Friday, February 6, 2015

The Chinese Civil War (1927-1949)

20th Century Chinese History - Article 1 >> go to Main Page

The year 1927 was the start of the Chinese Civil War between the Nationalists Kuomintang (KMT) and the Communist Party of China (CPC). Each political party had different ideologies on which to govern the country but the two that most stood out were capitalism and communism as each party represented a different class of society. Early in the war the Kuomintang under Chiang Kai-shek was expected to crush the People's Liberation Army (PLA) under the Communist Party. At the time the Nationalists were the legal government of China and held superior advantages in numbers and resources with foreign aid coming from America. However plagued by bureaucratic inefficiency and corruption the war dragged on for decades and was interrupted by the Japanese invasion during World War II before resuming.

From 1946 to 1949 when the Chinese Civil War resumed the momentum had shifted and the Kuomintang’s superiority had drastically fallen. Chiang Kai-shek’s troops were severely weakened from direct clashes with Japanese troops whilst Mao’s army employed guerrilla warfare that was less damaging to their numbers. Additionally with Stalin’s aide, Russia’s Soviet Red Army supported Mao’s army by handing over seized land in Northeastern China and weapons taken from the surrendered Japanese troops.
i) Sino-Soviet friendship, ii) Land reform for the whole nation, iii) The mobilization of revolutionary peasants, iv) Advance couragelously while holding high the red banner of Mao Zedong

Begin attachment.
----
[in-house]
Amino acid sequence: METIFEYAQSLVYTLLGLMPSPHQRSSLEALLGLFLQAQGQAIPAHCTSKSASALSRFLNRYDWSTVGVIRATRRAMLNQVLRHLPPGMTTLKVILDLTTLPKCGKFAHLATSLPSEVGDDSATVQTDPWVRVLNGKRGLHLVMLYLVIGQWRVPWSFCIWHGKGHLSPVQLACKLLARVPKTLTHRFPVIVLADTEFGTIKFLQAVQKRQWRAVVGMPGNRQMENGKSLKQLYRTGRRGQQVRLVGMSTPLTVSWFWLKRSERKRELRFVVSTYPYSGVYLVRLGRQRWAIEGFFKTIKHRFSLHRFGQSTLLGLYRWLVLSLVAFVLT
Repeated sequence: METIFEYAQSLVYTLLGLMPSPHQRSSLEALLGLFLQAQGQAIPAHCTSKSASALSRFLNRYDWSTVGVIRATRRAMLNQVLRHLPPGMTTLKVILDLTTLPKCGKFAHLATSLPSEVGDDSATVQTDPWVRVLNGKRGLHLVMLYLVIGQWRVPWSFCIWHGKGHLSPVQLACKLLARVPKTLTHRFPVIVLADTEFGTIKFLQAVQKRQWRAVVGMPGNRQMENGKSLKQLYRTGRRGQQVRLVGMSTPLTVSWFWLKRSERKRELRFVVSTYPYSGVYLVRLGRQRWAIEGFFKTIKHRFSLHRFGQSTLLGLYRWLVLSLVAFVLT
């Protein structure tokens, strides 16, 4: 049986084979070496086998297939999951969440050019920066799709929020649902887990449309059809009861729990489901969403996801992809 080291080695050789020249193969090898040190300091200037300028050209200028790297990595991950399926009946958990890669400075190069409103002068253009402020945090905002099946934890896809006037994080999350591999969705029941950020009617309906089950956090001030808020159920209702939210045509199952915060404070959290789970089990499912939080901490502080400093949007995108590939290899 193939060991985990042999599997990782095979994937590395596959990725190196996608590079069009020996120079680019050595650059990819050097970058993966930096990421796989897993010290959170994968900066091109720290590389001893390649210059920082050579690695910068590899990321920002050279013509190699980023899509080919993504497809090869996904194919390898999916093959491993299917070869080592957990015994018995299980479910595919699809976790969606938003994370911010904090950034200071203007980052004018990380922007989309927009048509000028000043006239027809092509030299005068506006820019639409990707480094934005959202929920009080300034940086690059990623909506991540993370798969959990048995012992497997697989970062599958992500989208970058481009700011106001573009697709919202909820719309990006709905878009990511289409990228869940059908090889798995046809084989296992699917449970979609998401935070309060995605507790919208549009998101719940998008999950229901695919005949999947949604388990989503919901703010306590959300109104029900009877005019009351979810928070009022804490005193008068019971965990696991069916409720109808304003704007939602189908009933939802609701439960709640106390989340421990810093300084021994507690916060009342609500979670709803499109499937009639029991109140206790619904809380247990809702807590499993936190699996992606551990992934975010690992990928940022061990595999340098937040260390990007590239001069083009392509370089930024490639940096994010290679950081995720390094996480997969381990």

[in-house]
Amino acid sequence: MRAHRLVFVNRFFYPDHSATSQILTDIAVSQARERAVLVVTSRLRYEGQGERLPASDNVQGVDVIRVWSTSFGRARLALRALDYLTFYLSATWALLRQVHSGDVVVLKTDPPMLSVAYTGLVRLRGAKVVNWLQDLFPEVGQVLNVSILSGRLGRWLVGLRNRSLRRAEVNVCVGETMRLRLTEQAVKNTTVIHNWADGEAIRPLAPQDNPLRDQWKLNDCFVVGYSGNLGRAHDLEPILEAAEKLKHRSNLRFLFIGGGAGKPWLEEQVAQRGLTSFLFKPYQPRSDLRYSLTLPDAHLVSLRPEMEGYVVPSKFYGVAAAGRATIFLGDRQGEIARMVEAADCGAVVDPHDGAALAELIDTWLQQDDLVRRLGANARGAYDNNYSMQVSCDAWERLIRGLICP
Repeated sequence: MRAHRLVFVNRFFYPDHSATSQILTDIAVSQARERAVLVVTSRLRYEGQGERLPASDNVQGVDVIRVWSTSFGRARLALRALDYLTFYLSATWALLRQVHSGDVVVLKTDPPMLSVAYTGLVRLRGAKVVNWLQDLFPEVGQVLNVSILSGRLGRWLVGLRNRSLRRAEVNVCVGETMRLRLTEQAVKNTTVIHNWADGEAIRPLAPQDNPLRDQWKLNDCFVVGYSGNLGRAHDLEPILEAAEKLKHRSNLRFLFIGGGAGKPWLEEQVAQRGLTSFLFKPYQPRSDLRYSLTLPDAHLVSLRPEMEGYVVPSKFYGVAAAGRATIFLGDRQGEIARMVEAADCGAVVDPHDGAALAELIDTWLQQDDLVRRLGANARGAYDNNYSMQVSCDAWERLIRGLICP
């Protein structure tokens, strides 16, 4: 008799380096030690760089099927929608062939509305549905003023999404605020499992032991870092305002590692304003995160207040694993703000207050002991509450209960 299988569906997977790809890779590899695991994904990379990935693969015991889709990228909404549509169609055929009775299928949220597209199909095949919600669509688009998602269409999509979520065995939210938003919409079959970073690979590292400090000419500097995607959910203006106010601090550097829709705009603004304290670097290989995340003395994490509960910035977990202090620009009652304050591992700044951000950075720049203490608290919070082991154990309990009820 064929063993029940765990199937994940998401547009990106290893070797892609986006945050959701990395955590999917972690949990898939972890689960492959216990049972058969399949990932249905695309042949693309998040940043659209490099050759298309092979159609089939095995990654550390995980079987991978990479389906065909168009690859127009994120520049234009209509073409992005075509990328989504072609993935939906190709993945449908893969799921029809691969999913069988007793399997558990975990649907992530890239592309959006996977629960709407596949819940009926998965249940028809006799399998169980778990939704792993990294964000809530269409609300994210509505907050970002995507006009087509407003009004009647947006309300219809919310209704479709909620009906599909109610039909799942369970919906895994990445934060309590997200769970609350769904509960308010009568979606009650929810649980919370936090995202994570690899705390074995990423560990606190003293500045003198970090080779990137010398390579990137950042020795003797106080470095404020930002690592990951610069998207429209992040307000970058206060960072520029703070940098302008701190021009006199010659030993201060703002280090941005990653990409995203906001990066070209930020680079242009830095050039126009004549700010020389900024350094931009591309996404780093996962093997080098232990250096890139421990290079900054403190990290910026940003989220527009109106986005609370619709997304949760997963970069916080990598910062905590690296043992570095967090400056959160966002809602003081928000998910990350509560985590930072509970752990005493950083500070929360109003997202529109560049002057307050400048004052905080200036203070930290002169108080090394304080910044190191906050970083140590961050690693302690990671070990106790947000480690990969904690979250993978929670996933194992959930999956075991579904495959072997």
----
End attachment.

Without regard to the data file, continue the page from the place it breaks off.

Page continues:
In a country that was predominantly based on agriculture and supported itself through farming the Chinese lower class were mainly made up of poor peasants who earned their living as land laborers. It would be the economic plight of this desolate lower class that would turn the war in Mao’s favor and his Communist Party. The widening wealth gap caused by corruption and exploitation meant that Chinese peasants would often have to deal with starvation and multi-generational slavery from debt that was owed to their landlords. The CPC's land reform policy gave hope to the starving and repressed Chinese peasants living under the worst form of poverty and abuse. For the promise of freedom and to be able to own land in their own name (something that was unheard of in those times) many Chinese peasants agreed to fight for Mao’s People's Liberation Army. This strategy provided the PLA with an unlimited supply of newly recruited soldiers to use in combat.

i) Long live the People's Republic of China, ii) Founding of the Nation

In 1949 the Chinese Civil War was over and Mao Zedong’s power reigned supreme. After a span of over 2 decades of fighting it was estimated that 8 million Chinese had died from the Civil War. The people hoped that a united China would bring peace and prosperity under the officially established “The People's Republic of China” but these hopes would be short lived. In the early 1950s under Communist control the country would experience the start of a new upheaval, greater brutality and loss of lives. It would be a challenging period of time for the people of the new nation.

cont. Article 2 - The Reign of Chairman Mao Zedong